Selecting media for prioritization of preservation activities, such as disk imaging, is a delicate balance of variables. This page outlines three of the major considerations for the initial selection prior to transfer to the BDPL for long-term preservation.
Certain formats will remain stable for much longer than others, and can be put off for preservation in order to ensure that other items will be accessible at the time of imaging. Some basic lifetimes for popular media are:
The Museum of Obsolete Media provides Media Stability Ratings for some widely-used obsolete media, which may be of assistance as you assess format risks.
Another consideration for selecting born digital obsolete media for preservation involves the size of the original media. A hard drive has much higher capacity and therefore there is more likelihood of it having important files than a floppy disk with a much smaller capacity. Items like servers and computer hard drives should be prioritized immediately for preservation actions.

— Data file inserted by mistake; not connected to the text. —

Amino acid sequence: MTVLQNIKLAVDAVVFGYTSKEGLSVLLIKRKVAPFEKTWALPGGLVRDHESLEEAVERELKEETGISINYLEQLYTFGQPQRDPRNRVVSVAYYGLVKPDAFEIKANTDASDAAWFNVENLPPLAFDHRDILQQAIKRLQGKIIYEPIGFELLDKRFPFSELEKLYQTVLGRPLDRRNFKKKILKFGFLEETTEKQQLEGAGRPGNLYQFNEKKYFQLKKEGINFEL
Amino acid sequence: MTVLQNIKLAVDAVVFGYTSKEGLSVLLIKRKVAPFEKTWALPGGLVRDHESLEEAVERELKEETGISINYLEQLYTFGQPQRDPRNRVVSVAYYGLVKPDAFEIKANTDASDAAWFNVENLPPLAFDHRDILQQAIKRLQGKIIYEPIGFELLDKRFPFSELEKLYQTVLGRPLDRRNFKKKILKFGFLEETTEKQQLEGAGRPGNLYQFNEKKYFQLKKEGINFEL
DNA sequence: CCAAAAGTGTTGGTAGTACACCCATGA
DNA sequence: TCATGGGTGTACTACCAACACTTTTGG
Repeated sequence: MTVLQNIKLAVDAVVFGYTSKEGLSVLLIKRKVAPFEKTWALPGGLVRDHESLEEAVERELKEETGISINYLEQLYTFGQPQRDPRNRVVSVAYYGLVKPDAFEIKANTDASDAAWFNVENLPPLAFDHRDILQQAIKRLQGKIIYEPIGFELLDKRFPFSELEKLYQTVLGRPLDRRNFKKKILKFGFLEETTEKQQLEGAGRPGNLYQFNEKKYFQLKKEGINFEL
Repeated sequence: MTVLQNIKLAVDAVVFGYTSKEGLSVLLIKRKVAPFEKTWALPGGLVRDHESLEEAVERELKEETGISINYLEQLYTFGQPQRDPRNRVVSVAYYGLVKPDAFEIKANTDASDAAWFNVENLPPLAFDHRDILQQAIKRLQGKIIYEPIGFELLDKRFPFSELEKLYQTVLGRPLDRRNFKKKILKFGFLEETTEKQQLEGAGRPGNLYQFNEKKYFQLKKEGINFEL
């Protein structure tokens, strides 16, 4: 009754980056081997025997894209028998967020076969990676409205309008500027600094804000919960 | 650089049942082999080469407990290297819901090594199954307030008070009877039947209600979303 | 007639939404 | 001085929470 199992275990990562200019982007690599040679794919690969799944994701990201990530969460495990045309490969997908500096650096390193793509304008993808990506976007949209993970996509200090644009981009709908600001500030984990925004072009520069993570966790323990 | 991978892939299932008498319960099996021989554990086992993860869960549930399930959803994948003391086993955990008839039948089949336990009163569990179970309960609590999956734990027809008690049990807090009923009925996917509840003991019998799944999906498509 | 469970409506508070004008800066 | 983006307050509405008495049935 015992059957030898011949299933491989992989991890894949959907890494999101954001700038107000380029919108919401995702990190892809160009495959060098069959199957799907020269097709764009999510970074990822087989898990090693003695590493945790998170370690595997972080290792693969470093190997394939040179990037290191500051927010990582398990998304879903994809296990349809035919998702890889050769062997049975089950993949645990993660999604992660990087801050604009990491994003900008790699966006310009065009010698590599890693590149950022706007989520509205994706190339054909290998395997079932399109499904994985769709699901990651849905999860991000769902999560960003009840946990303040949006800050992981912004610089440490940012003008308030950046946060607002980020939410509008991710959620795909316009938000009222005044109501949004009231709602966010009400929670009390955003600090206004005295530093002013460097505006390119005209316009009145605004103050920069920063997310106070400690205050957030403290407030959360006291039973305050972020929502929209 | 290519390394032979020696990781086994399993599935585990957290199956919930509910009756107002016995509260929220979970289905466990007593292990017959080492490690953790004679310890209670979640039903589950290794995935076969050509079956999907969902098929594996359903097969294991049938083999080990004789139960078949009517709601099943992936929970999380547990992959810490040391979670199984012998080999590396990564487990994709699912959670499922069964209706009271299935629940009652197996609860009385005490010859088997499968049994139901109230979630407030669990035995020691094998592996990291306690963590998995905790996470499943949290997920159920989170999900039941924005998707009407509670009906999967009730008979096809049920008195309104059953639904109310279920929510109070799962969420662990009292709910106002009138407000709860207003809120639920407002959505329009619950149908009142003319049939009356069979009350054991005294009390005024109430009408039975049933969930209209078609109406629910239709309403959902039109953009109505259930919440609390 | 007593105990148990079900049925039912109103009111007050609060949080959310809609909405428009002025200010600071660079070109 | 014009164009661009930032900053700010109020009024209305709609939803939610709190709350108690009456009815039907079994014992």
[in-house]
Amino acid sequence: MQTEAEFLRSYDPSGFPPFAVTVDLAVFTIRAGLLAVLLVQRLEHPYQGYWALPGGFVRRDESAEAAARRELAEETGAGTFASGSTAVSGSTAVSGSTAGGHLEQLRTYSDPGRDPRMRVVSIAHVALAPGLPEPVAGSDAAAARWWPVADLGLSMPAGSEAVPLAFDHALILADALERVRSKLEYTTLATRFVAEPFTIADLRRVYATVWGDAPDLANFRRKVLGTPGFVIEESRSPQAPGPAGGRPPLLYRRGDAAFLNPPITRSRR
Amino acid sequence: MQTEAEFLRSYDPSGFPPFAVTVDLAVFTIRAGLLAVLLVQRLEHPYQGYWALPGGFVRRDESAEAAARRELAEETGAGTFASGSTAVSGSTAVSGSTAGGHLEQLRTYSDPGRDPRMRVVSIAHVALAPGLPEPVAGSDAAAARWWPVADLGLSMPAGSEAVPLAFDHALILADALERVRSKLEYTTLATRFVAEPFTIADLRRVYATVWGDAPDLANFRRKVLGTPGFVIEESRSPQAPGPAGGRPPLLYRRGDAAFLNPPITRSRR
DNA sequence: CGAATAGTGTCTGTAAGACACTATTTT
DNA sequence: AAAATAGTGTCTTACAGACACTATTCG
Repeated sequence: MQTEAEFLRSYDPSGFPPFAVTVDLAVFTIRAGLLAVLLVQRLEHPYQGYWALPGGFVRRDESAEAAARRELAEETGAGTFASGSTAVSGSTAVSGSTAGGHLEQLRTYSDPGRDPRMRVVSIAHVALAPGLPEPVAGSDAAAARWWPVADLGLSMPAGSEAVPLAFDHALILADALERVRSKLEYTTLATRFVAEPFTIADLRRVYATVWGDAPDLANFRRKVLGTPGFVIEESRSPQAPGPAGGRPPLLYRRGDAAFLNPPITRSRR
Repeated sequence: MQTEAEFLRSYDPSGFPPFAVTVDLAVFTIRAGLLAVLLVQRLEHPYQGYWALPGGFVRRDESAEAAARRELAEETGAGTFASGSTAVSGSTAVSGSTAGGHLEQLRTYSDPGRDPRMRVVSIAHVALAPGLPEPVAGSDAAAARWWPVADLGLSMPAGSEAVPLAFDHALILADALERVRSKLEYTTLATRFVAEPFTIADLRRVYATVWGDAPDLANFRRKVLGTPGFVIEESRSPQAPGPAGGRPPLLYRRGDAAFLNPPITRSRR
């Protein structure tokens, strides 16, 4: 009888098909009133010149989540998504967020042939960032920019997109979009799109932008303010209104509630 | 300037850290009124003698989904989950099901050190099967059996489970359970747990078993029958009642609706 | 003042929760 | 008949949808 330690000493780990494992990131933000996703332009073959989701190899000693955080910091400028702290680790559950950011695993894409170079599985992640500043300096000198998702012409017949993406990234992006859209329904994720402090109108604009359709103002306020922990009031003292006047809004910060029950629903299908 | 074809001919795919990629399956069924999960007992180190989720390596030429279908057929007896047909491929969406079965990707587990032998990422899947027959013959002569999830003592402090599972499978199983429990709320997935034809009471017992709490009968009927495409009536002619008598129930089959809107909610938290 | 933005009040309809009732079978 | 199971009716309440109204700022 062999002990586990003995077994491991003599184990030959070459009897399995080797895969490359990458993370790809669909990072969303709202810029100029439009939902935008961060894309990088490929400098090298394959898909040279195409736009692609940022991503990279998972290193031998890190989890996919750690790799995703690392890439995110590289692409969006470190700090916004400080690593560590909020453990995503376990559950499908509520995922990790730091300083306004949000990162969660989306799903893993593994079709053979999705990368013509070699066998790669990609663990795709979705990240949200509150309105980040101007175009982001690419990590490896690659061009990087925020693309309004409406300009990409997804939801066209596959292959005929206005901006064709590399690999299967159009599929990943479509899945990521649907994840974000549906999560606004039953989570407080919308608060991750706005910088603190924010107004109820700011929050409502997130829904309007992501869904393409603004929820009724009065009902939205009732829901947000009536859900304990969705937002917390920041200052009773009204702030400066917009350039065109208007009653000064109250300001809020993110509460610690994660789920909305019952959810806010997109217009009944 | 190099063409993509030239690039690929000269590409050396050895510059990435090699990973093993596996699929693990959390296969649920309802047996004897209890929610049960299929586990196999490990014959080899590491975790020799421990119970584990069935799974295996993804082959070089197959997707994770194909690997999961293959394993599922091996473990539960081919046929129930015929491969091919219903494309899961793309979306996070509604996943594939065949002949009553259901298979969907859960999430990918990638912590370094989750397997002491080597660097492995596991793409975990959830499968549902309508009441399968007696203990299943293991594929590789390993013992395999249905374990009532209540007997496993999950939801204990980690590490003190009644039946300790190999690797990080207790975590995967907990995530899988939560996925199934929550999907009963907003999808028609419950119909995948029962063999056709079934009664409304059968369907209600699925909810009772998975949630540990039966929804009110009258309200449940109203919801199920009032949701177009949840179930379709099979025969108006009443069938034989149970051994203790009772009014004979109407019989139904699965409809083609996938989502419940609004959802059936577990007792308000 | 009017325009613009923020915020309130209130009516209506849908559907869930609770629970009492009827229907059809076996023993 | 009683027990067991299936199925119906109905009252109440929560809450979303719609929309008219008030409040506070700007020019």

Probably the most important factor in selection of media for preservation actions is the content and importance to the institution or historic record. The original owner and provenance of the media are very important in determining this, as well as any transcriptions on the label and other items in the collection.
While there is no right or wrong answer for prioritization of obsolete media for preservation actions, it is important to balance the different variables in a way that will make the stewardship of important institutional and cultural heritage more likely.